Small-business rental disputes at a record high

shareholder dispute, disputes, dispute resolution
Mediator trying to resolve businessmen deadlocked in acrimonious debate. Vector illustration on business mediator or dispute resolution concept isolated on plain background.

The Victorian Small Business Commission (VSBC) reported that in 2020–21, it received over 19,000 enquiries, the vast majority of which were from either small-business tenants or their landlords seeking help to resolve rental disputes. The Commission recorded an 85 per rise in request for help with disputes on the previous year 12-month period.

Most of the enquiries were to resolve rent relief disputes under the Victorian Government’s Commercial Tenancy Relief Scheme. On the landlords’ side, most complaints were that their tenant stopped had stopped paying paying rent, on on the tenants’ side that their landlord had refused to enter negotiations over reducing their rent while their revenue was heavily compromised.

Other disputes included retail leasing disagreements about which party – tenant or landlord – should pay for outgoings or repairs and maintenance. Help was also sought in resolving general small-business disputes including situations where supplier invoices were left unpaid or goods and services were not provided.

The Commission reported that more than a third of all matters were resolved early on, often by phone. Where this wasn’t possible, the VSBC moved the matter on to mediation, where an impartial mediator guided parties in resolving their dispute.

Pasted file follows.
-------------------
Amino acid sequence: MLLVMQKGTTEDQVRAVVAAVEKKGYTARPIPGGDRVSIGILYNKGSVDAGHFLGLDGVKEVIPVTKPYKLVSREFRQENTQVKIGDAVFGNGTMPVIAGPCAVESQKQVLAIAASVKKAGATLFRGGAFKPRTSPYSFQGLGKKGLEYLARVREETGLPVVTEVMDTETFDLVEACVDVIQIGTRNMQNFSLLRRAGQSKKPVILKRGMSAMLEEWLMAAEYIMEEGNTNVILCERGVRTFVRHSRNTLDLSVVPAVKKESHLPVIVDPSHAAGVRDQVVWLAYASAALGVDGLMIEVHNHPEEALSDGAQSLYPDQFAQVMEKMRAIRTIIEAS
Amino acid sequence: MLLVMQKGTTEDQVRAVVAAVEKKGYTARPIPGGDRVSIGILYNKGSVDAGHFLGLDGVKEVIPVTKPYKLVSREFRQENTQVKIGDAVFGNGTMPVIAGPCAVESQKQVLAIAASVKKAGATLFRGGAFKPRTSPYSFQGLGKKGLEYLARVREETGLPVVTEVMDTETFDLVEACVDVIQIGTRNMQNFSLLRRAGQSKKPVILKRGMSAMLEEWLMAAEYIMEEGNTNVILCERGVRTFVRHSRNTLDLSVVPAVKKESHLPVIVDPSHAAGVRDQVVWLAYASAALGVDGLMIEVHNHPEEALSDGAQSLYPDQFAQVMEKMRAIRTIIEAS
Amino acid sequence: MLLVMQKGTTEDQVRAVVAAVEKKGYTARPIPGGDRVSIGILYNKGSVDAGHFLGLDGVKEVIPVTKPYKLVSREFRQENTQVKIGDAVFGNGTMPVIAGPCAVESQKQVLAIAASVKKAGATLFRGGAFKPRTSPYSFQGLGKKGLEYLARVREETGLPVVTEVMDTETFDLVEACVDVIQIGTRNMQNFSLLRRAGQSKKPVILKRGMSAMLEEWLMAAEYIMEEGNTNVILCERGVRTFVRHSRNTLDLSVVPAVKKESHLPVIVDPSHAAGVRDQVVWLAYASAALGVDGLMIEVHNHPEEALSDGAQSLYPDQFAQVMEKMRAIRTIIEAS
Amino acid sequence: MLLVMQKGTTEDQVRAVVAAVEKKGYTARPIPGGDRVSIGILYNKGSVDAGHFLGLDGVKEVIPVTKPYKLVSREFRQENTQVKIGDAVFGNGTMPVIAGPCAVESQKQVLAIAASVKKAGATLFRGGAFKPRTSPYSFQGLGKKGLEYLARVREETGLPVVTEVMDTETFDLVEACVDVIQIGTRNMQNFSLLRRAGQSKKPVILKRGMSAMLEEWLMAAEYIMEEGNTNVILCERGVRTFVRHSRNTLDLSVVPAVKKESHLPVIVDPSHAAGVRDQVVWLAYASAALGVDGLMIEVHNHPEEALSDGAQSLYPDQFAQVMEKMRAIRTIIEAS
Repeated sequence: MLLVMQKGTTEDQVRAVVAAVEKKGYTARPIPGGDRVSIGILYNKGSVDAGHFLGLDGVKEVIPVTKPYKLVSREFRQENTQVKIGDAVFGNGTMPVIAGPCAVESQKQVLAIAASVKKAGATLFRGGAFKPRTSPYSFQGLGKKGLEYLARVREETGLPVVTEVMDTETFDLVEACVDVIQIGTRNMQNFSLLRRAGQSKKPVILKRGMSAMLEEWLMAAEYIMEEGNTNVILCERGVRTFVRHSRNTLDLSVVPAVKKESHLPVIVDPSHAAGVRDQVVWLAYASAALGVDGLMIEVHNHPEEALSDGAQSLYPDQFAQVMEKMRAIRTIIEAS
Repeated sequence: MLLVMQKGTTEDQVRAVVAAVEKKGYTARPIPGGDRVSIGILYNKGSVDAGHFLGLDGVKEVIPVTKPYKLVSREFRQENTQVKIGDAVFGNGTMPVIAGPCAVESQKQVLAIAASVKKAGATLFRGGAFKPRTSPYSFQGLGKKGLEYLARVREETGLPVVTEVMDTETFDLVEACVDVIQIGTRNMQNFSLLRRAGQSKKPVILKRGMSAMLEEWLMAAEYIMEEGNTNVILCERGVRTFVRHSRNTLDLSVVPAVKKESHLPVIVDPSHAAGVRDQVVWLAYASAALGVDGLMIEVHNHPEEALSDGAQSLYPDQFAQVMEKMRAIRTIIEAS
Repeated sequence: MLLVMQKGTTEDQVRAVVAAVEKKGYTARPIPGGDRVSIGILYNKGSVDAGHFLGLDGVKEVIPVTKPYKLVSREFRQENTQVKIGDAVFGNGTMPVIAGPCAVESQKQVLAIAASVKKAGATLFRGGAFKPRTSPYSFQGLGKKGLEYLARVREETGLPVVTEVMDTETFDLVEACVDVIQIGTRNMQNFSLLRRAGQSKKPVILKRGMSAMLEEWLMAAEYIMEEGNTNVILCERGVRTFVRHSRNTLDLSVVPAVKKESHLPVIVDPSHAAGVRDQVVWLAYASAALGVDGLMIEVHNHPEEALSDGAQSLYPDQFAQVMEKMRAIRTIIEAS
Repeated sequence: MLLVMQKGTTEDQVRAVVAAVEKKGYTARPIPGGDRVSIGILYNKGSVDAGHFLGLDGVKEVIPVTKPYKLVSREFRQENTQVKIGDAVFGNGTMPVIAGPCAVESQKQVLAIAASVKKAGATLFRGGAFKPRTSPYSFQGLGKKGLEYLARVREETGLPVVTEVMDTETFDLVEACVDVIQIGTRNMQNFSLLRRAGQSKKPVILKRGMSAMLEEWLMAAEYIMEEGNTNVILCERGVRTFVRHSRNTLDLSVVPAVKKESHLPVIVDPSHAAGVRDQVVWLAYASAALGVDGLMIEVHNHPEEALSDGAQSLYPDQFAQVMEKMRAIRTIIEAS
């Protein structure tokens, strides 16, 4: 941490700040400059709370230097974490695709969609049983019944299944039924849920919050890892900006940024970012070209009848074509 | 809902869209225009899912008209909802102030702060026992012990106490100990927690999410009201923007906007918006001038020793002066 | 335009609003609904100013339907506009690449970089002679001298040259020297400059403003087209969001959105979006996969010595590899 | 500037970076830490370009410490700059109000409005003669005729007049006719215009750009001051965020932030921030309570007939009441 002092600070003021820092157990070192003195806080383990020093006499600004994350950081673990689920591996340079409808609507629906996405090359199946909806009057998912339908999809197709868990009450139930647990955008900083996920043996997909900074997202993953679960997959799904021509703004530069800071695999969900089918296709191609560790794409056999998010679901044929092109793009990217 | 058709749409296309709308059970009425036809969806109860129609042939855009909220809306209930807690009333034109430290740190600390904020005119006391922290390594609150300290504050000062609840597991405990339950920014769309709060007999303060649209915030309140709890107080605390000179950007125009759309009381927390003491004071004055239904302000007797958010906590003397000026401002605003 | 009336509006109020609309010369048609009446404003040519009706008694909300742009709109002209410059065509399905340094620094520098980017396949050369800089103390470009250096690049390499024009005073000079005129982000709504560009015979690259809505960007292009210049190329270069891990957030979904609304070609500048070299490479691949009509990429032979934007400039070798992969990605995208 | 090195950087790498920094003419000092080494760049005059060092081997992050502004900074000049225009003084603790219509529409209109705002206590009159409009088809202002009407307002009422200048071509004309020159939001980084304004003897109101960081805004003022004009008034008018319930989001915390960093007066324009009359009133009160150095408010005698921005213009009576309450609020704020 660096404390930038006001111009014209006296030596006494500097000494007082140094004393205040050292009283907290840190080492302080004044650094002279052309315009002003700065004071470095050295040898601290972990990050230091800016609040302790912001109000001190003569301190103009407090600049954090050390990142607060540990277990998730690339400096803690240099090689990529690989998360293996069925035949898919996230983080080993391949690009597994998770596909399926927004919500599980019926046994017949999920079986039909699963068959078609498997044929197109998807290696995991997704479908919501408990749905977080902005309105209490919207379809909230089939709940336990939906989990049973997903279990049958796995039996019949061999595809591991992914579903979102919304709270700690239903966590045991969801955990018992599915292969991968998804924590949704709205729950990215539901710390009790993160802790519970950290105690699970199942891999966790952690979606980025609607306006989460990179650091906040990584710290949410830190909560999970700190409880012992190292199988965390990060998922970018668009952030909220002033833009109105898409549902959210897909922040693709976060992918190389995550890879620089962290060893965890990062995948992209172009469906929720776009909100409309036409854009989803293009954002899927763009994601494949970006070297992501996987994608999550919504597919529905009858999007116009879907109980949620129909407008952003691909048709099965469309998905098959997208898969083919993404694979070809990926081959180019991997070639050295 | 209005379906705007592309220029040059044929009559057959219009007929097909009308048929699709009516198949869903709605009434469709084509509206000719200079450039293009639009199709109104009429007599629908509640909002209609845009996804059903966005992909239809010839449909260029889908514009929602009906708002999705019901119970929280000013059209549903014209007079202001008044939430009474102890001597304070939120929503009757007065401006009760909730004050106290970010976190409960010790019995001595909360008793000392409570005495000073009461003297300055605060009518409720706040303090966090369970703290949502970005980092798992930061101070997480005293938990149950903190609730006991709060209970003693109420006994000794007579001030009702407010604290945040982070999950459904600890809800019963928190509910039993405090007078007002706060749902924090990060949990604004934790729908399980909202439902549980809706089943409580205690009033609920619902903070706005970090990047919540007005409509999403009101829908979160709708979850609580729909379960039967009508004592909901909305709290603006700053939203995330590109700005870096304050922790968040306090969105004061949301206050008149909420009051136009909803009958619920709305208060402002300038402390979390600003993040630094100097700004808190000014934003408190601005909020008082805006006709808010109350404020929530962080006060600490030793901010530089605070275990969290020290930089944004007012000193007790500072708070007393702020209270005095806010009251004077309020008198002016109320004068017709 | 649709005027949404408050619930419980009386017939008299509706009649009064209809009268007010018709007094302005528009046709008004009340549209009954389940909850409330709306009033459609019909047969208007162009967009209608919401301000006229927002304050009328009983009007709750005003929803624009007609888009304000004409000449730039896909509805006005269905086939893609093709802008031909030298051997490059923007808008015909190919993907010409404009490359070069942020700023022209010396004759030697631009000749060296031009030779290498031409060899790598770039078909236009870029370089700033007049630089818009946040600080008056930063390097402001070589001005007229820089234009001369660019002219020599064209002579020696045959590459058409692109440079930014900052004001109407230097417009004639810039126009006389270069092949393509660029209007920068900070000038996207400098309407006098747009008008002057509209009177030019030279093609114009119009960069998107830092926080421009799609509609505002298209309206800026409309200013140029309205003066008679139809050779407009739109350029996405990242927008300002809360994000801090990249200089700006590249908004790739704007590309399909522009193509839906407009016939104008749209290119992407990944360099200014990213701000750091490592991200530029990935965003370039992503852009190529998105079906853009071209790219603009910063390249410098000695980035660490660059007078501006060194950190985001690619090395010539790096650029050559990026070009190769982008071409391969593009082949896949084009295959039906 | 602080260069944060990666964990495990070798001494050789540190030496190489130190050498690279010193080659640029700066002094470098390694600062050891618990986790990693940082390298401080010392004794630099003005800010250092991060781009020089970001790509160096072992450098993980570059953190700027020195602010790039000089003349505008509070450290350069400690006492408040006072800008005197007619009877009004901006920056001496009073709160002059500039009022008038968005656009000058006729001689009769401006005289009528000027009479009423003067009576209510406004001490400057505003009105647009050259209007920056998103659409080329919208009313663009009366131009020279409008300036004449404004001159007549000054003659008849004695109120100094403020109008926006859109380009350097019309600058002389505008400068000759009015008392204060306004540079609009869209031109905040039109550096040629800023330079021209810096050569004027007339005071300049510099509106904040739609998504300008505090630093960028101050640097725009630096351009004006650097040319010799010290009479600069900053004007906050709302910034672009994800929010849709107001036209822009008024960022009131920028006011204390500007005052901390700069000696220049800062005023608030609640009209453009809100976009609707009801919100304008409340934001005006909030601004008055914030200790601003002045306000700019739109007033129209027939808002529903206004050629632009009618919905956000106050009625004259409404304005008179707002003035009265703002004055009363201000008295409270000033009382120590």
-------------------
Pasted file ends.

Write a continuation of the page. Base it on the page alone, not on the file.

All mediation costs were waived when it came to rent relief disputes – including where the tenant wasn’t eligible for the Commercial Tenancy Relief Scheme. Commissioner Lynda McAlary-Smith said the VSBC significantly ramped up efforts to address the needs of small businesses in response to exceptionally stressful circumstances.

“There has never been a greater need for small business people to understand their rights and obligations and to know how to get support if they need it – be it guidance on rent relief in their language or help in looking after their mental wellbeing,” McAlary-Smith said.

In order to mitigate these difficult circumstances, the VSBC put in a place a number of initiatives:

  • sharing frequent, plain-English guidance on rent relief via workshops, webinars and on their website
  • promoting translated information on how to ask for rent relief to culturally diverse business and community leaders
  • encouraging small-business owners who were feeling stressed or anxious to access free mental health and financial counselling.